Neil H. Baum, MD, presented “Lessons from LEGO Blocks​” for the Grand Rounds in Urology audience in May 2022.

How to cite: Baum, Neil H. Lessons from LEGO Blocks.” May 2022. Accessed May 2022. https://grandroundsinurology.com/lessons-from-lego-blocks/

Lessons from LEGO Blocks – Summary

Grand Rounds in Urology Contributing Editor Neil H. Baum, MD, Professor of Urology at Tulane Medical School, considers five lessons medical practices can learn from the successes of the LEGO toy company. He begins with a brief history of the LEGO company, explaining that it started declining in 1992, but was able to reverse this decline in 2014 and is now the largest toy company in the world. Dr. Baum then goes through lessons for medical practices modeled on the success of LEGO, beginning with the idea of connectivity. He observes that each LEGO piece connects to every other piece, with no piece dominating, and he argues that practices must similarly connect with patients, hospitals, other providers, insurance companies, and the community. Dr. Baum’s second lesson is to build the right team, just as LEGO did a decade ago when it looked like the company was on its way to bankruptcy. He suggests that those running a medical practice ask themselves whether they would rehire each employee in their practice, and whether their doctors and staff are practicing at the top of their licenses. Dr. Baum’s third lesson is to create a clear path, much as LEGO did when they reconnected with their signature block and pivoted away from other products like video games. Medical practices, Dr. Baum argues, should be similarly focused on ensuring every patient has a positive experience. The fourth lesson is to create value based on the customer. Just as LEGO works to maintain customer satisfaction by replacing missing pieces from kits for free and using focus groups to develop new products, Dr. Baum suggests medical practitioners should observe how their patients interact with their practice and ensure they are not making assumptions based on outdated or inaccurate information by conducting regular patient surveys. Finally, Dr. Baum recommends that medical practices follow LEGO’s lead in developing strategic partnerships. He explains that LEGO’s partnerships with Star Wars, Harry Potter, and Disney lead to increased visibility, sales, and profits, and argues that medical practices can do much the same by nurturing partnerships with hospitals, payers, and the community.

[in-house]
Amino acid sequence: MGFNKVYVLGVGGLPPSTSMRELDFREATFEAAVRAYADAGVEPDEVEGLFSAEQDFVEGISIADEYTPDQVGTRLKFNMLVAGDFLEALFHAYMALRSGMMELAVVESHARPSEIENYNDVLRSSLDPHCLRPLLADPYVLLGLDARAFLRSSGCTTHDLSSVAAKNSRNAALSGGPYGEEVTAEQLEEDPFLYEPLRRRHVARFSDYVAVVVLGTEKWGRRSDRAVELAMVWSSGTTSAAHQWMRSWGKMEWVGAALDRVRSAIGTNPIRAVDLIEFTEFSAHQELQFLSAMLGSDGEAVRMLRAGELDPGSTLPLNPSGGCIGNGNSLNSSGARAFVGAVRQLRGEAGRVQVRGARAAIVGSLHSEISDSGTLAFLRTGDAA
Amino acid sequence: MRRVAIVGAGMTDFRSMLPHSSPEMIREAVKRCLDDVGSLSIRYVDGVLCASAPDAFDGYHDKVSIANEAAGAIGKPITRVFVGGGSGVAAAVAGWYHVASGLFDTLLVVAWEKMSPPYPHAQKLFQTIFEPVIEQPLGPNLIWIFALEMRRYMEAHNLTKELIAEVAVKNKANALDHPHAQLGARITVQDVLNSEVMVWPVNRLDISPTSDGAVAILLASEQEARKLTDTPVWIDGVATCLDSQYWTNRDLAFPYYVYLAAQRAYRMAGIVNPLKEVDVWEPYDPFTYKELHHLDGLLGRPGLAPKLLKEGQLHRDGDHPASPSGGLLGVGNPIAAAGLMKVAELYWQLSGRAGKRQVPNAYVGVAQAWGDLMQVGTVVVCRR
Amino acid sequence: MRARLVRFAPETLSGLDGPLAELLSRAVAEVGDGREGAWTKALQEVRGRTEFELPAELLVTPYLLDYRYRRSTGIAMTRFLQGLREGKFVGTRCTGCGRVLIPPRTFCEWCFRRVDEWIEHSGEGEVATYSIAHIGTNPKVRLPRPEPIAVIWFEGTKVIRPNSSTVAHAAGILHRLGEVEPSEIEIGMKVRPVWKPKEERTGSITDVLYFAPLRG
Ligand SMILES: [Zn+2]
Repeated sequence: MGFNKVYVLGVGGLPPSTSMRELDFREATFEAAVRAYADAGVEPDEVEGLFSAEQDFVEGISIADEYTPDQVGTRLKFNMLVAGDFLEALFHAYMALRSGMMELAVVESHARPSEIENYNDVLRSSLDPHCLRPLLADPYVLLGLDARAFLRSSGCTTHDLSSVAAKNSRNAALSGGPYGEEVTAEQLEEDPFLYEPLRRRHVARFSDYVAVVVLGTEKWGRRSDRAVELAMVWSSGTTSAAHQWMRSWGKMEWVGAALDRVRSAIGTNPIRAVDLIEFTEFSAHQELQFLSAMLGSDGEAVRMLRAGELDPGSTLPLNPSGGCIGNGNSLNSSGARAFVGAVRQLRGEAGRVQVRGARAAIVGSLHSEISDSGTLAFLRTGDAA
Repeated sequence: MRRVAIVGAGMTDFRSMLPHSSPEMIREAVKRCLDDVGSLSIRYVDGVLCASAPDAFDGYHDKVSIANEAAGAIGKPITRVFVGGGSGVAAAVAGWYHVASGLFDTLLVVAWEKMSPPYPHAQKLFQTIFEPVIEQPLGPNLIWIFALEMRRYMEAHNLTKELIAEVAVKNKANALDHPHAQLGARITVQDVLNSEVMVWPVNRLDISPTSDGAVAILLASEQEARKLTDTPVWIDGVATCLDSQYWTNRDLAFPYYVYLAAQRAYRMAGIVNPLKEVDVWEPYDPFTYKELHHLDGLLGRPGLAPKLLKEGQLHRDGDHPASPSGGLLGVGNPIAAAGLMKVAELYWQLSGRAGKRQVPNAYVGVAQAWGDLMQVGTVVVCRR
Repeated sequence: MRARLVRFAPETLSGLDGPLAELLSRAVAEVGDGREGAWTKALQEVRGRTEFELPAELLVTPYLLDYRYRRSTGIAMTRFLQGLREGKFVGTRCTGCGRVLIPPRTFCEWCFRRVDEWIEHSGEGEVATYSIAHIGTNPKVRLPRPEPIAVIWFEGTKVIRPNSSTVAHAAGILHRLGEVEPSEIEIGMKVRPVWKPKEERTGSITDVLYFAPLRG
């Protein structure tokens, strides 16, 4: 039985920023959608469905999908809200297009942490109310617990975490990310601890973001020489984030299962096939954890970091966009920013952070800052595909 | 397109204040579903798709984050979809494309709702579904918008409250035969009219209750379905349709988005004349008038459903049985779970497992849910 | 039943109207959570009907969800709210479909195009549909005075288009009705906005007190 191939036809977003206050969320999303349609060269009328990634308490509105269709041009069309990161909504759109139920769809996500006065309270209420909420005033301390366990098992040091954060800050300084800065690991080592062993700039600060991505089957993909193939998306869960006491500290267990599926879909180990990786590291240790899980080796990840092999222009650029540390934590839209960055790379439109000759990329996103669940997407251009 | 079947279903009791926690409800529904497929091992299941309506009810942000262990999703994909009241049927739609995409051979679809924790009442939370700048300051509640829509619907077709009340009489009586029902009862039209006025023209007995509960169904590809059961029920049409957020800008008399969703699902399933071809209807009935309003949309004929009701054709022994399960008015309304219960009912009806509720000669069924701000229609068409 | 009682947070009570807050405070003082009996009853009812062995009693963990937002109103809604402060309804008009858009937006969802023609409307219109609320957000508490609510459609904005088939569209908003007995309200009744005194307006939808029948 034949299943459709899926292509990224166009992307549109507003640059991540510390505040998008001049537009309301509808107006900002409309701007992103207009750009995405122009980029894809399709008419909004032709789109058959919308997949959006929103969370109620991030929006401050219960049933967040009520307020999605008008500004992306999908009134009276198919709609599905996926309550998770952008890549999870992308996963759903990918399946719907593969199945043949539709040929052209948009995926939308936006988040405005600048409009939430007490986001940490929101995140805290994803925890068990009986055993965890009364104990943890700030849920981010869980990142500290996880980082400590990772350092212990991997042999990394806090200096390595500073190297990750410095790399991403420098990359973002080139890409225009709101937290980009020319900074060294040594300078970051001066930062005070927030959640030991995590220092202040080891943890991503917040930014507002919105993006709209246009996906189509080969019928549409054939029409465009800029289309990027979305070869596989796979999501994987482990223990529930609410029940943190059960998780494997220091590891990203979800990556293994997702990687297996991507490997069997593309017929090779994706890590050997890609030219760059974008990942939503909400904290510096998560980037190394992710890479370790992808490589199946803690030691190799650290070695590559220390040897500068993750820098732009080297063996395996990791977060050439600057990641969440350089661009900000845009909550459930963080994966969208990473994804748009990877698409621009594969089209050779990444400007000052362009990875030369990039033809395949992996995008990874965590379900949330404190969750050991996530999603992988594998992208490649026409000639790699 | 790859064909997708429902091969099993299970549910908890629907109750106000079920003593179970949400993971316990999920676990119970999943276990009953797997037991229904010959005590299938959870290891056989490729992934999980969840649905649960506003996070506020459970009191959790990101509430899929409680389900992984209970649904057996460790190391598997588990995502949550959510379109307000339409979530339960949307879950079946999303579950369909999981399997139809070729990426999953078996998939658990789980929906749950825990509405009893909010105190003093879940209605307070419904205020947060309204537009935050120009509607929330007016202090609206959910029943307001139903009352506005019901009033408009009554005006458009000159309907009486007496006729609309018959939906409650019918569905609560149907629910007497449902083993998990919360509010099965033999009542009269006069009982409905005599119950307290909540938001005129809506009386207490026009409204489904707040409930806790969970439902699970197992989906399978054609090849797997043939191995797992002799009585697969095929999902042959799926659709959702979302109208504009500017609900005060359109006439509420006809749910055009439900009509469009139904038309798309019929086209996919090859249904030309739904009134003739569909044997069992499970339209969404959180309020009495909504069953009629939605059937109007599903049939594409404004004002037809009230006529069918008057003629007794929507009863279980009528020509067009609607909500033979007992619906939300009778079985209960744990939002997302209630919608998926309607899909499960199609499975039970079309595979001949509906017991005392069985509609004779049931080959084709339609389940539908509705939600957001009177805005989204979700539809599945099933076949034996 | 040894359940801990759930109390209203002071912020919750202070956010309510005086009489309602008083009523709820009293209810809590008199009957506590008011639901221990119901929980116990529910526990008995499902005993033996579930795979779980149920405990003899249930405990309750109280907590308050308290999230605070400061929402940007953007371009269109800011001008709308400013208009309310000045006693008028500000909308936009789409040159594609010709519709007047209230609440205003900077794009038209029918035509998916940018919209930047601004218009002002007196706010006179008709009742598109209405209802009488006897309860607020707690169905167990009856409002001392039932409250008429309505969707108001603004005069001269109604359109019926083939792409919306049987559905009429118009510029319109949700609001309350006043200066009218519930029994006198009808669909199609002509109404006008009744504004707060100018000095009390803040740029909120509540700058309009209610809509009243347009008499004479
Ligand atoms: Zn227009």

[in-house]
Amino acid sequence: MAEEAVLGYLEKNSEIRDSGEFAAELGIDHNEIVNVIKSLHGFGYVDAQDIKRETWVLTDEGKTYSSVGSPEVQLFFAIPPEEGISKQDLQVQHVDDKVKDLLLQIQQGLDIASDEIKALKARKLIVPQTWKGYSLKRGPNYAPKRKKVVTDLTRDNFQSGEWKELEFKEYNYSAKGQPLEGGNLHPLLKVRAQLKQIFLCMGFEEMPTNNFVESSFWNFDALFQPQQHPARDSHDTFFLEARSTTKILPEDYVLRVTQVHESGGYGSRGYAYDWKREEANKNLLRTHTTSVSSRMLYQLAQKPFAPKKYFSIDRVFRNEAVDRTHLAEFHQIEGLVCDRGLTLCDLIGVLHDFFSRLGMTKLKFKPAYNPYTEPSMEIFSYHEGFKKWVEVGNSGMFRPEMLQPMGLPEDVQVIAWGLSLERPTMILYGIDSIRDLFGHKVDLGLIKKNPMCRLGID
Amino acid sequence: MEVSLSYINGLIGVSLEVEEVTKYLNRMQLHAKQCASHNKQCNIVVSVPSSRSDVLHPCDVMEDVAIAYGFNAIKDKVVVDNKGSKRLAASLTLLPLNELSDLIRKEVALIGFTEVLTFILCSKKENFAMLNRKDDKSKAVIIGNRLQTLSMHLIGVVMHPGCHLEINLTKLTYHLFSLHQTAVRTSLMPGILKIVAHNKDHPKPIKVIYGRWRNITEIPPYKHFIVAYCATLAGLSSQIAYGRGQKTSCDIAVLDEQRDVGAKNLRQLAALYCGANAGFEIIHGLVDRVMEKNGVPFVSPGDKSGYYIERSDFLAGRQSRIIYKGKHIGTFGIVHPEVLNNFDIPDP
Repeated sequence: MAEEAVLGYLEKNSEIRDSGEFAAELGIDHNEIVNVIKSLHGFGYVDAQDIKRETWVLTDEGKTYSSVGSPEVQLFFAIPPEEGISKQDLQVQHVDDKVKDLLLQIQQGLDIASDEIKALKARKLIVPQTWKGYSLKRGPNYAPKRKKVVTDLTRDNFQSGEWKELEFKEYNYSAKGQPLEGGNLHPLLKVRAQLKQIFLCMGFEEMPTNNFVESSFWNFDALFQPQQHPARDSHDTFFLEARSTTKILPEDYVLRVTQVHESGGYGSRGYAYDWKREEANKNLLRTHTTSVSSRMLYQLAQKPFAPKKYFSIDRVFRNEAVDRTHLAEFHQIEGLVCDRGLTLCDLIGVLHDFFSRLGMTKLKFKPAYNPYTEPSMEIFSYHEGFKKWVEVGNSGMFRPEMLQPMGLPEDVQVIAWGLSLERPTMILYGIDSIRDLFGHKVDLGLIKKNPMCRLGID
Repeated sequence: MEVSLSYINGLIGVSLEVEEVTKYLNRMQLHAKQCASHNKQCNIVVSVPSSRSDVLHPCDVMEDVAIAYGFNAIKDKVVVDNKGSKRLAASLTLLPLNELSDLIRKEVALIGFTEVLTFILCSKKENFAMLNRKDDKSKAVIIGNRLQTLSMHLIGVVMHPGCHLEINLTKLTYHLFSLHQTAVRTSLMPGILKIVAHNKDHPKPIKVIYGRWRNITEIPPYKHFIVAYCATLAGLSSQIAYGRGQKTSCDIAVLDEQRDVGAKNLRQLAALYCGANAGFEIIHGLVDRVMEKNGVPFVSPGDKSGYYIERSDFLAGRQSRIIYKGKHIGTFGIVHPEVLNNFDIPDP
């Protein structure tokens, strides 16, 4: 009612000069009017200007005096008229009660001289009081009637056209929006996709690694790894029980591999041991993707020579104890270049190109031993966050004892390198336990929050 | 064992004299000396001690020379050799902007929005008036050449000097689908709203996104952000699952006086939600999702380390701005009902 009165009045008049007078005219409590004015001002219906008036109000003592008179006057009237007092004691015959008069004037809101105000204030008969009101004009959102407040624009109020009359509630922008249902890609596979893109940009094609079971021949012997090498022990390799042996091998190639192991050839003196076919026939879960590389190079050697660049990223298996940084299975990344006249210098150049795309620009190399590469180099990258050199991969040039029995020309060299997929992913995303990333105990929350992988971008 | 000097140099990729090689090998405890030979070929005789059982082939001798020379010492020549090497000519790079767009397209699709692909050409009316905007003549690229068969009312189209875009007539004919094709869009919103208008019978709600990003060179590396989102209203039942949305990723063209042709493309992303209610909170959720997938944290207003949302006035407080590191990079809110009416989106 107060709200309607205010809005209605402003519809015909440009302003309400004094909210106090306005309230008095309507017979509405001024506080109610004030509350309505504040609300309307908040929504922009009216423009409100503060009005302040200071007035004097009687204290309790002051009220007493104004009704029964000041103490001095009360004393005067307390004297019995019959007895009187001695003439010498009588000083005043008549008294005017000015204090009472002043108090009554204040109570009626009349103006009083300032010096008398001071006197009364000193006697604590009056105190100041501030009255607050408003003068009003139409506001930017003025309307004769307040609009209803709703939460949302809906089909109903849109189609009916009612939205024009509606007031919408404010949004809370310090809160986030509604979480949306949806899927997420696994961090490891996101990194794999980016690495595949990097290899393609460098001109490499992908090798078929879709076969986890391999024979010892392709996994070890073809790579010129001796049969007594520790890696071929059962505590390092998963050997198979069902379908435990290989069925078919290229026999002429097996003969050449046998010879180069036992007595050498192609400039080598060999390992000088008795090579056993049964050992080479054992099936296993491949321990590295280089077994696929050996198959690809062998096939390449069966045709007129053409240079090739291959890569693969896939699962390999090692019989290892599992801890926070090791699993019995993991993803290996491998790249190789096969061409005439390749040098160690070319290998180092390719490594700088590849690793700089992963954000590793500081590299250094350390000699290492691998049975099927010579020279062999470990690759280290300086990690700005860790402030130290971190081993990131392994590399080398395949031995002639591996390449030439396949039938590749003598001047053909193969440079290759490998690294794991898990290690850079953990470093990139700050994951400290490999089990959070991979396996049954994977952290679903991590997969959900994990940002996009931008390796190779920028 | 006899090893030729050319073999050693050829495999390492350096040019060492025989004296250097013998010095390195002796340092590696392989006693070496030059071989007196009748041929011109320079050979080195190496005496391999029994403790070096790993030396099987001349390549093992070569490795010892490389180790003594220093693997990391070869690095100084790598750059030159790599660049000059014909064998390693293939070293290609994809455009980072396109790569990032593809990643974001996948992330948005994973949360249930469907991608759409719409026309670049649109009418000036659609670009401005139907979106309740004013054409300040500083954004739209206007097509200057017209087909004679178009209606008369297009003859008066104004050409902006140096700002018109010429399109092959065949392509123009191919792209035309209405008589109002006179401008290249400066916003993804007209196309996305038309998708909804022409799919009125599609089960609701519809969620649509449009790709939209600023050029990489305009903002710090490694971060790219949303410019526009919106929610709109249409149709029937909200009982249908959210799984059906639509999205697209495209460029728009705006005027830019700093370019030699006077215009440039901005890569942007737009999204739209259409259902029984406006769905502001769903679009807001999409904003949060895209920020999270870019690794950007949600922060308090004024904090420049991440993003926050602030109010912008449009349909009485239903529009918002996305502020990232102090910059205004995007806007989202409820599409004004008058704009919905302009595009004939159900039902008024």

For more commentary on practice management from Dr. Baum, visit his Improving Your Urology Practice page.